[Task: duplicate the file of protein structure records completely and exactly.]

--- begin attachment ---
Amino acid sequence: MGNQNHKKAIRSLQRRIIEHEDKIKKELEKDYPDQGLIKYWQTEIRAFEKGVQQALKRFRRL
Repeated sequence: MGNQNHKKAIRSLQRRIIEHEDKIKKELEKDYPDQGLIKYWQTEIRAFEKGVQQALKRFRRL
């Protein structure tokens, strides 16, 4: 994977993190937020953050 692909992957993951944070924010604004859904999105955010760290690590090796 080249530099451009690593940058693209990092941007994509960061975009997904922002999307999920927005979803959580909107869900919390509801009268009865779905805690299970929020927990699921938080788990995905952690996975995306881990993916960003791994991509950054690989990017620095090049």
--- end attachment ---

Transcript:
Amino acid sequence: MGNQNHKKAIRSLQRRIIEHEDKIKKELEKDYPDQGLIKYWQTEIRAFEKGVQQALKRFRRL
Repeated sequence: MGNQNHKKAIRSLQRRIIEHEDKIKKELEKDYPDQGLIKYWQTEIRAFEKGVQQALKRFRRL
């Protein structure tokens, strides 16, 4: 994977993190937020953050 692909992957993951944070924010604004859904999105955010760290690590090796 080249530099451009690593940058693209990092941007994509960061975009997904922002999307999920927005979803959580909107869900919390509801009268009865779905805690299970929020927990699921938080788990995905952690996975995306881990993916960003791994991509950054690989990017620095090049």